Now can we do someting about the old Holiday Inn/Heaven on Earth hulk across from 2016 Main??

  • Who are they kidding? After a year long study, the new owners will conclude that renovating the building is just too costly and demolition is only feasible. After which, it will remain an overgrown, empty lot and homeless campground for well over a decade until Walmart announces that they purchased this block and several surrounding blocks to finally build a Midtown store, Heights style….I’ve lived in this city way to long to get giddy over any “promising redevelopment” such as this.

  • “D’you come into Houston propah much?” So cheesy.

  • Maybe Megarity can demolish the buildings, sell the land to Harris County, who can in turn make it a parking lot which they lease to the HLSR for $1 a year, who can then bus people to Reliant, thus saving the Astrodome from destruction.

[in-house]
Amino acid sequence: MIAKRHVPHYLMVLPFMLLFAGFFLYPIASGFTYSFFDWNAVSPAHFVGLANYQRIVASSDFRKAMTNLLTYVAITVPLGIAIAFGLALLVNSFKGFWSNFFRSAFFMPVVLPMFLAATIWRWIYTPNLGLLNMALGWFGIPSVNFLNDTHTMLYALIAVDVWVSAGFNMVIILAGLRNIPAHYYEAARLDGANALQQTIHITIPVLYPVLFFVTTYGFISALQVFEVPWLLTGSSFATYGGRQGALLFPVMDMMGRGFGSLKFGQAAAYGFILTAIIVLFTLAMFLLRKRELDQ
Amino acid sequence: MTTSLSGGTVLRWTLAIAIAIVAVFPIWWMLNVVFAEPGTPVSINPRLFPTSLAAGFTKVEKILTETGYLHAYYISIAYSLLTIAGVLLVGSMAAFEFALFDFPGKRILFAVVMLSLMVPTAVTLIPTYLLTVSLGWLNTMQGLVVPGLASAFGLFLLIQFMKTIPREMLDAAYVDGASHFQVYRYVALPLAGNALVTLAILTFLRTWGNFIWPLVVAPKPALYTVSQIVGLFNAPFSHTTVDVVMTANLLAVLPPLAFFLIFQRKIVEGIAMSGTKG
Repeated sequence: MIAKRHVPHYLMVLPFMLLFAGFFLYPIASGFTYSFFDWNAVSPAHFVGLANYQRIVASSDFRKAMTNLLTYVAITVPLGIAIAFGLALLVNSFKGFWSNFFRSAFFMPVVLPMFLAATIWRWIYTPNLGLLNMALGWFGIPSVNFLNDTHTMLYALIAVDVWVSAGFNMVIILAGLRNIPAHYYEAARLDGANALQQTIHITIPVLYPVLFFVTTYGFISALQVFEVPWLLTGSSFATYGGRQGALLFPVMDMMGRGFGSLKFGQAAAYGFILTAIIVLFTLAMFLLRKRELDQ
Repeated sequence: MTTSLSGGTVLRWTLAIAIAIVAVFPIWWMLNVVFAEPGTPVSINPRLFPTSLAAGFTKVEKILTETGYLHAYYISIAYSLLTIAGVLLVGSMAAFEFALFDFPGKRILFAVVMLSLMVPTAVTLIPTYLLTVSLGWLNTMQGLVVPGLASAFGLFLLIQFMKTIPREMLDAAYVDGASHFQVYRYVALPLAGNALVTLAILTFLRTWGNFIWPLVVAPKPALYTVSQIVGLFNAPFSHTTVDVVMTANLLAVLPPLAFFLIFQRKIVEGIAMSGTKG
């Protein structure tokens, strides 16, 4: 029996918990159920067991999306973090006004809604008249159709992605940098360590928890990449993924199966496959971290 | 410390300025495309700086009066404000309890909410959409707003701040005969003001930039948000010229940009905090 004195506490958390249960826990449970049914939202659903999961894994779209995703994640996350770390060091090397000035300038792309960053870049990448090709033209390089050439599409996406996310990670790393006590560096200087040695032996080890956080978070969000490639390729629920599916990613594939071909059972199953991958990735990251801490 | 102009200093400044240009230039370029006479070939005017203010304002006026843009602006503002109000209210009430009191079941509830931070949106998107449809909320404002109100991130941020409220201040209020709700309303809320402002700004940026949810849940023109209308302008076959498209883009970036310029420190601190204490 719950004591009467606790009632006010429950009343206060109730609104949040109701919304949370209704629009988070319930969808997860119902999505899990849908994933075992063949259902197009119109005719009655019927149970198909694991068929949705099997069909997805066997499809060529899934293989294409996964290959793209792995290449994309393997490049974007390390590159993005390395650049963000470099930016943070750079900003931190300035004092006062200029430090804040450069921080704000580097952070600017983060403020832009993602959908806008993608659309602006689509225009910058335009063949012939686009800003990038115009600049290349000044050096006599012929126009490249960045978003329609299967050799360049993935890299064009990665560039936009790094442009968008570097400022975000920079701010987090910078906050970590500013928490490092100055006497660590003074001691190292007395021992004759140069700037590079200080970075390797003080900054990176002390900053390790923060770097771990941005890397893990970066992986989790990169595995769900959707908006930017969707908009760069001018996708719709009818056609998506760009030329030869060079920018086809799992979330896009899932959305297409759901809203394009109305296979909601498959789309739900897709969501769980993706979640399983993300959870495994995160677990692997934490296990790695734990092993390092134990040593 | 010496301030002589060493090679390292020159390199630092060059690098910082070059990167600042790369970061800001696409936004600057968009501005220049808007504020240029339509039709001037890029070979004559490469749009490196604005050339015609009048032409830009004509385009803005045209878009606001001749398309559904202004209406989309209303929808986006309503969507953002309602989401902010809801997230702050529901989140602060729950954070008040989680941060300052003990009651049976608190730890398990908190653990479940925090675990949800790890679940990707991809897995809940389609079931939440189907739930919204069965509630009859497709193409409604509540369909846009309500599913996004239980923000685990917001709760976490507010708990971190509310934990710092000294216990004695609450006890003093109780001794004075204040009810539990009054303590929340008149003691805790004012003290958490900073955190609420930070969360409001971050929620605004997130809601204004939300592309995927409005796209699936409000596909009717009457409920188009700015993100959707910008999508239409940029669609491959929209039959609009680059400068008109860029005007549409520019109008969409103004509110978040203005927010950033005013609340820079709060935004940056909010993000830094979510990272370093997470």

• I’ve been in the building and besides the $800k estimate to do the asbestos remediation, the building has ridiculously low ceilings, as in comically low, as in depressingly low… I think the only option is demo.

  • Why are older building ceilings generally lower? Have high ceilings only recently been made possible or are they a modern fashion?

  • I live in an old 1920s house with 8 1/2 foot ceilings. Doesn’t bother me one bit. In fact, I love it. My house is the bomb.

  • Rodrigo, it’s part what was “normal” for the day and part cost savings. Higher ceilings make a room look bigger without making the footprint bigger.

  • I’m not holding my breath on a remodel. It’s step in the right direction though. That’s for sure. At least there’s a new owner. Al Antonini sure wasn’t going to do anything with it.

    The Midtown TIRZ is rolling in cash. They need to buy the bus stations and demolish them. That would be a step-change for Midtown. And since the TIRZ would just make more money from the higher taxes, it wouldn’t cost a dime in the long run.

  • I believe it when I see it happening.

  • Ugh!! Tear this Hot Mess down!!! What on Earth would you turn this architecture vommit into? Seriously?!!